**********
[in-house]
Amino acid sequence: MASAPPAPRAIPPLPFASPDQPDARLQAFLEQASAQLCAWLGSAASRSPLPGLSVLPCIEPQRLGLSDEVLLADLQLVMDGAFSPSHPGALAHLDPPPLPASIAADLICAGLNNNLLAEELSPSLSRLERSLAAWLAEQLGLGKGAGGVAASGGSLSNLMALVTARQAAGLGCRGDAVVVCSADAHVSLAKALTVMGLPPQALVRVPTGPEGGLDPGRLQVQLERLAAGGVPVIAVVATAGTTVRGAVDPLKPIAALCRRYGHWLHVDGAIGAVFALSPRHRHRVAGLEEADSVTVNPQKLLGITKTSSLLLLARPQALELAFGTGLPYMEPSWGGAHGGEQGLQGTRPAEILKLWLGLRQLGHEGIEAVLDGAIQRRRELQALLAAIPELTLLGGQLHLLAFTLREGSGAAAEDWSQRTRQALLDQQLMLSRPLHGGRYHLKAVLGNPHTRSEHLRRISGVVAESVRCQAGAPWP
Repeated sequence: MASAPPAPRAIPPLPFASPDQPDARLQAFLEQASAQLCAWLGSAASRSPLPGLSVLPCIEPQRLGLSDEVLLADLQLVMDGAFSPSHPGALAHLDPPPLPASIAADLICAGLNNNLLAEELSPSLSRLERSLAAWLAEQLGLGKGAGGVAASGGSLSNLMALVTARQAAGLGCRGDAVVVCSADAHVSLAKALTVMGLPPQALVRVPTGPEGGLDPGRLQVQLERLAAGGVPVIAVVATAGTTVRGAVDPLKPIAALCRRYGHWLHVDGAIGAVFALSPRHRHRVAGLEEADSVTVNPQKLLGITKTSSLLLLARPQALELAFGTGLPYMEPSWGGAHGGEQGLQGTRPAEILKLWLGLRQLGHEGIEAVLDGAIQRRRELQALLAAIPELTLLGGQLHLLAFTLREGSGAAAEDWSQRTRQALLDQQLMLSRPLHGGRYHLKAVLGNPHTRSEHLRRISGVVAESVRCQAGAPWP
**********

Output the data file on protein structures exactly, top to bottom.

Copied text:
[in-house]
Amino acid sequence: MASAPPAPRAIPPLPFASPDQPDARLQAFLEQASAQLCAWLGSAASRSPLPGLSVLPCIEPQRLGLSDEVLLADLQLVMDGAFSPSHPGALAHLDPPPLPASIAADLICAGLNNNLLAEELSPSLSRLERSLAAWLAEQLGLGKGAGGVAASGGSLSNLMALVTARQAAGLGCRGDAVVVCSADAHVSLAKALTVMGLPPQALVRVPTGPEGGLDPGRLQVQLERLAAGGVPVIAVVATAGTTVRGAVDPLKPIAALCRRYGHWLHVDGAIGAVFALSPRHRHRVAGLEEADSVTVNPQKLLGITKTSSLLLLARPQALELAFGTGLPYMEPSWGGAHGGEQGLQGTRPAEILKLWLGLRQLGHEGIEAVLDGAIQRRRELQALLAAIPELTLLGGQLHLLAFTLREGSGAAAEDWSQRTRQALLDQQLMLSRPLHGGRYHLKAVLGNPHTRSEHLRRISGVVAESVRCQAGAPWP
Repeated sequence: MASAPPAPRAIPPLPFASPDQPDARLQAFLEQASAQLCAWLGSAASRSPLPGLSVLPCIEPQRLGLSDEVLLADLQLVMDGAFSPSHPGALAHLDPPPLPASIAADLICAGLNNNLLAEELSPSLSRLERSLAAWLAEQLGLGKGAGGVAASGGSLSNLMALVTARQAAGLGCRGDAVVVCSADAHVSLAKALTVMGLPPQALVRVPTGPEGGLDPGRLQVQLERLAAGGVPVIAVVATAGTTVRGAVDPLKPIAALCRRYGHWLHVDGAIGAVFALSPRHRHRVAGLEEADSVTVNPQKLLGITKTSSLLLLARPQALELAFGTGLPYMEPSWGGAHGGEQGLQGTRPAEILKLWLGLRQLGHEGIEAVLDGAIQRRRELQALLAAIPELTLLGGQLHLLAFTLREGSGAAAEDWSQRTRQALLDQQLMLSRPLHGGRYHLKAVLGNPHTRSEHLRRISGVVAESVRCQAGAPWP